Out of our awareness of God and our trust in God grows the practice of discernment. Discernment asks the question, “What is God’s presence inviting me to be or do in this situation?” Whenever we come to an important choice in life—what work to pursue, who to be in relationship with, how to spend our time, effort and money—we can do our best to discern what God desires for us. Spiritual directors, especially those trained in discernment, can help you sort through the facts, practical considerations, gut feelings and prayer insights in order to come to some clarity about the choice.
Discernment is less about a process (although there are many processes you can use) than about a way of life. Our one and only goal is to be in such a love relationship with God that our choices lead us to a deeper relationship. To do discernment well, we must know, deep within our soul, that God is good and desires good for us and all of creation.
One thing I really love about the principles of discernment is that they have been developed over centuries by Christians seeking to be faithful. Many of the principles are based in scripture but they are also based in the lived experience of people like you and me desiring a deeper relationship with God. We can be particularly grateful to two branches of the Christian tree for prolific writing about discernment—Jesuits and Quakers.
Jesuits are priests from the order founded by Ignatius of Loyola in the mid-1500’s. Ignatius studied what he called “movements of the heart,” both those that moved us closer to God and those that made us feel detached from God. His writings in The Spiritual Exercises have been helpful for many Christians as they sort through choices in life. Ignatian spirituality is a good place to turn if you want to learn more about discernment.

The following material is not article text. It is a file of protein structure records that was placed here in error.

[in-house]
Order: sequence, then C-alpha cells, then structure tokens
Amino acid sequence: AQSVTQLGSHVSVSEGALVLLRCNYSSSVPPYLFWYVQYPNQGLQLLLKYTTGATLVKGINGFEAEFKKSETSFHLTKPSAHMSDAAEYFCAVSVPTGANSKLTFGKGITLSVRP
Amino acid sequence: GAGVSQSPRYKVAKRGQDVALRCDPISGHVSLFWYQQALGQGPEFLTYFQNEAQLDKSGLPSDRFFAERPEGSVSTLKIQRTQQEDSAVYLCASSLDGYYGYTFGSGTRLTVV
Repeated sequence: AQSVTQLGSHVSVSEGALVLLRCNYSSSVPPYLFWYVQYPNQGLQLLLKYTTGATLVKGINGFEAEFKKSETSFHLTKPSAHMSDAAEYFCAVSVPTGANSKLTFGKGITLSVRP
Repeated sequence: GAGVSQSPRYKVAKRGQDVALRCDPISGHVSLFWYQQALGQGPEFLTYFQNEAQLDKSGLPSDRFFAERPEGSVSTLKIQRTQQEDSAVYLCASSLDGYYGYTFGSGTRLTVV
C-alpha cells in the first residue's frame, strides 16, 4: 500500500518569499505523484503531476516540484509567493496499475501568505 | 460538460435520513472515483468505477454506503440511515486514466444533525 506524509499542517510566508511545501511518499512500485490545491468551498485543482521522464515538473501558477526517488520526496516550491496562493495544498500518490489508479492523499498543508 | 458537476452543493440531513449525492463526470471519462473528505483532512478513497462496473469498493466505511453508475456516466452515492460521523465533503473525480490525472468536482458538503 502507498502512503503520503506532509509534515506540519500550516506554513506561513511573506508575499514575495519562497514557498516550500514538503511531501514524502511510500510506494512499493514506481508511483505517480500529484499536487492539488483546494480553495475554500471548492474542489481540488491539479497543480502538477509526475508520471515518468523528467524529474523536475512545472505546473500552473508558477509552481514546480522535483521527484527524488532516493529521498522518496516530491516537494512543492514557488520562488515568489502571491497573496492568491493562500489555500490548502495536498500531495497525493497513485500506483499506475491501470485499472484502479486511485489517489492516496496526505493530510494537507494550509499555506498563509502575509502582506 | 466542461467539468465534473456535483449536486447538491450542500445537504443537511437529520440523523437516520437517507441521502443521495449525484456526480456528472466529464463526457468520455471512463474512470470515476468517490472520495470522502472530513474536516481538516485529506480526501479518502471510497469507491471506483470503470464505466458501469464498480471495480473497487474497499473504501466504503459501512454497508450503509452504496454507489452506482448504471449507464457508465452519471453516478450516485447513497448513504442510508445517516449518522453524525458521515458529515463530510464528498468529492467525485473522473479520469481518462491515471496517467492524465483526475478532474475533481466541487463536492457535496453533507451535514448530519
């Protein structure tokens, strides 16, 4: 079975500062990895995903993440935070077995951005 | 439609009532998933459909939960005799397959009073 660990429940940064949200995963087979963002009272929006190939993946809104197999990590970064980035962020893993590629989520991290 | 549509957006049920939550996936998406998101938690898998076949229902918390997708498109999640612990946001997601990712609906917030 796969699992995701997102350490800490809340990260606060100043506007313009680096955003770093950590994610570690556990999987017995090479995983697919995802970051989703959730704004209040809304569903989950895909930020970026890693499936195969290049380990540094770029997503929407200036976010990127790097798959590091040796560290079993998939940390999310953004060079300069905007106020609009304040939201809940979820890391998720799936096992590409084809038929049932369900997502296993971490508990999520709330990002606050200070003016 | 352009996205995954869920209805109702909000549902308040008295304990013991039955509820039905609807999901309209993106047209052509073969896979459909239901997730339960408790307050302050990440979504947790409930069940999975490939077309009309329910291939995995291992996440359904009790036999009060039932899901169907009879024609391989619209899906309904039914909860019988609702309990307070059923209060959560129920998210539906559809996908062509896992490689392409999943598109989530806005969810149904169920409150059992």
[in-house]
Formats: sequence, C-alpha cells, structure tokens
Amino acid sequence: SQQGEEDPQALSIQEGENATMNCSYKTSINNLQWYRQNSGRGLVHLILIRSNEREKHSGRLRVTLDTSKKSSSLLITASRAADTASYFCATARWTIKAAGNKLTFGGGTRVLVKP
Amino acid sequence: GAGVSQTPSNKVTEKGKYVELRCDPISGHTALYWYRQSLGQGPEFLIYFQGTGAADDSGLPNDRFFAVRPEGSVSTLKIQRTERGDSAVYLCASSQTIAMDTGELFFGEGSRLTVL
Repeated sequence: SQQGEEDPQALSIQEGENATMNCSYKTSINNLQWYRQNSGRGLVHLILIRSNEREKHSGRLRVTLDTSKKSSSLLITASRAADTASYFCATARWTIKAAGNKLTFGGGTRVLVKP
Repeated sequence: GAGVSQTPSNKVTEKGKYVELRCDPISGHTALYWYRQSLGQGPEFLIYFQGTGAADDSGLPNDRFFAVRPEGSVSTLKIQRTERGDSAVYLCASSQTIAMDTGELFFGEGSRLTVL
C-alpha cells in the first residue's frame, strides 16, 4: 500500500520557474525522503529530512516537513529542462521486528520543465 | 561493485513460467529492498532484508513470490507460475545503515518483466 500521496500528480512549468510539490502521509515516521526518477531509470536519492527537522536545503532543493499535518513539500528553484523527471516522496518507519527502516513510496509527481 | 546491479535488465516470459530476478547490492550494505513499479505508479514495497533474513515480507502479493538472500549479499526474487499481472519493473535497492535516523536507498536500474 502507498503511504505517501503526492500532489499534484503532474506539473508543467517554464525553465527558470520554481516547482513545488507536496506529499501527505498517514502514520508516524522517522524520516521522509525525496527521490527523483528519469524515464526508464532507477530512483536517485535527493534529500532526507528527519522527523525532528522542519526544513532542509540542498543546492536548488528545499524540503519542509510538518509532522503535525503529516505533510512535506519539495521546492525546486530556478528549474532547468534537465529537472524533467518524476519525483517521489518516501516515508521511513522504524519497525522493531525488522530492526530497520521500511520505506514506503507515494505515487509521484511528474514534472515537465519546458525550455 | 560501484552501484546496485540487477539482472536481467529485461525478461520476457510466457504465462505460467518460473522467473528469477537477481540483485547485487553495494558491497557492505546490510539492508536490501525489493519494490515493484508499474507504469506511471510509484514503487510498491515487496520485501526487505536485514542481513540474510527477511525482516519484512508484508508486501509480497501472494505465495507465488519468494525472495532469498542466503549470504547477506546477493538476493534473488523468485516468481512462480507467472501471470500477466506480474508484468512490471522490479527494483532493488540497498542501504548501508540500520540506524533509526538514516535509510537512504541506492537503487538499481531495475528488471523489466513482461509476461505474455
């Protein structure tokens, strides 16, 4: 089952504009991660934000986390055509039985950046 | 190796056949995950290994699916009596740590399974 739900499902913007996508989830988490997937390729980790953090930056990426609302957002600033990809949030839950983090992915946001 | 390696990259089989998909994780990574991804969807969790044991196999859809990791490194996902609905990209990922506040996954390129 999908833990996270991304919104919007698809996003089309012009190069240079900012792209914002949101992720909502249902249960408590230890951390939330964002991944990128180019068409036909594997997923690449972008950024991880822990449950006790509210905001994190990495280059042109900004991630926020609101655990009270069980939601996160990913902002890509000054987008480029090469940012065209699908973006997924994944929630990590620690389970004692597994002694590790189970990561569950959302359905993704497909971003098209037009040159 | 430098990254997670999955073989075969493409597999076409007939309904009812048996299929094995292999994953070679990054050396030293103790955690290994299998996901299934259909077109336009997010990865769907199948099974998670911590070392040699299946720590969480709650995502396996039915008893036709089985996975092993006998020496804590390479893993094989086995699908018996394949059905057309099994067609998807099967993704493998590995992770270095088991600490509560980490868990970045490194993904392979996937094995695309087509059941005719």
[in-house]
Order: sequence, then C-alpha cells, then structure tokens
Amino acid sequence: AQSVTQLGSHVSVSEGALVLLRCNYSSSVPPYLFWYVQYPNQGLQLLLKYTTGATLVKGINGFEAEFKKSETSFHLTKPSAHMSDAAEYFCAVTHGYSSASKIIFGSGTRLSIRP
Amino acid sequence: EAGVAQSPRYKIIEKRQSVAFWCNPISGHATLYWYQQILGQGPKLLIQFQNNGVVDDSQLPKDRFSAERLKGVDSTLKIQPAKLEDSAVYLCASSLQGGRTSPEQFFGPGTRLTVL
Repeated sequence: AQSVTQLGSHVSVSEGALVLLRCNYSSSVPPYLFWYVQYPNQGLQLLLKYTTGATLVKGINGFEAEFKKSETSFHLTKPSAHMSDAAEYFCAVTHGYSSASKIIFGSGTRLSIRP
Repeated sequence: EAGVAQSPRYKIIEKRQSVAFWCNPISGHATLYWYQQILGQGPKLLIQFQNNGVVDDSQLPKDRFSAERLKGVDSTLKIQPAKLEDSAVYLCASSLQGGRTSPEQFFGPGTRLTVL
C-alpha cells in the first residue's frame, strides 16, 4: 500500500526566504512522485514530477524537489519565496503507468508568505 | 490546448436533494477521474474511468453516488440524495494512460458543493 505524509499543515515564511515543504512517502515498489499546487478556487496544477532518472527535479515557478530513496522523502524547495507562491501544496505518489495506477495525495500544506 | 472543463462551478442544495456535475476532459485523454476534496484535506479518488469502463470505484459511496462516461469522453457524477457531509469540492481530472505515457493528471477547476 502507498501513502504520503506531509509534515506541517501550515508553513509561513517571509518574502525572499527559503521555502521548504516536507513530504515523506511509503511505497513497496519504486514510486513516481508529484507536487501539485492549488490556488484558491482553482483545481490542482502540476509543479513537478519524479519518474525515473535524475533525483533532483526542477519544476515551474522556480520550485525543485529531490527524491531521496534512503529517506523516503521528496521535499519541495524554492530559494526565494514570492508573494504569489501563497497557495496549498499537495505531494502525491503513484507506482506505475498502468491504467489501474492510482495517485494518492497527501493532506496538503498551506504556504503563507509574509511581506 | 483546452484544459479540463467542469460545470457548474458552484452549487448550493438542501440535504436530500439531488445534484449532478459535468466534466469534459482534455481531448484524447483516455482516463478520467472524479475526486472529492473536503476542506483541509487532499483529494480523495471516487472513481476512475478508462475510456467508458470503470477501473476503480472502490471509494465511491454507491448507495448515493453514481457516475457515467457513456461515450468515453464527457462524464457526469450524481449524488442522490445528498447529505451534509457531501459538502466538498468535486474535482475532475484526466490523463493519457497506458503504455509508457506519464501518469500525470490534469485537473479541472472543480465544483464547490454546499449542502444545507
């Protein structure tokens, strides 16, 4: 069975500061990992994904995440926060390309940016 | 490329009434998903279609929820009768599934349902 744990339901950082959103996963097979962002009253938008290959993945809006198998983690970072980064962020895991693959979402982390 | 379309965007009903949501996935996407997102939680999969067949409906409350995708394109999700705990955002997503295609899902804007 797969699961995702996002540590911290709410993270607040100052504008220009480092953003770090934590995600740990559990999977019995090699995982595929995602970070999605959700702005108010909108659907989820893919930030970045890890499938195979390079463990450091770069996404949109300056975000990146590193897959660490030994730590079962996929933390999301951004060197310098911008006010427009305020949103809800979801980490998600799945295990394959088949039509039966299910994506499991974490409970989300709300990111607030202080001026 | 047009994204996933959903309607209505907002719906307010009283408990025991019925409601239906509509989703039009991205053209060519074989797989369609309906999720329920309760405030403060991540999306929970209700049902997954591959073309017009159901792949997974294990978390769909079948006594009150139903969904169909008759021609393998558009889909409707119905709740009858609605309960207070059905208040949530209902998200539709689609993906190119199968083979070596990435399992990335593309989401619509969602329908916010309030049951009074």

The Religious Society of Friends, also known as Quakers, was founded in the mid-1600’s by George Fox—a man who was tired of church-as-usual and set about roaming the English countryside seeking a direct and personal relationship with Christ. Living in a time of great social upheaval, Fox proposed an unusual and uncompromising approach to the Christian faith—through silence and paying attention to the inner light of Christ. For Quakers, discernment comes through prayer and meditation, waiting and listening, and testing your “leadings” in community.
In my next session, I’ll outline the key principles for discernment handed down to us from Jesuits, Quakers and others.
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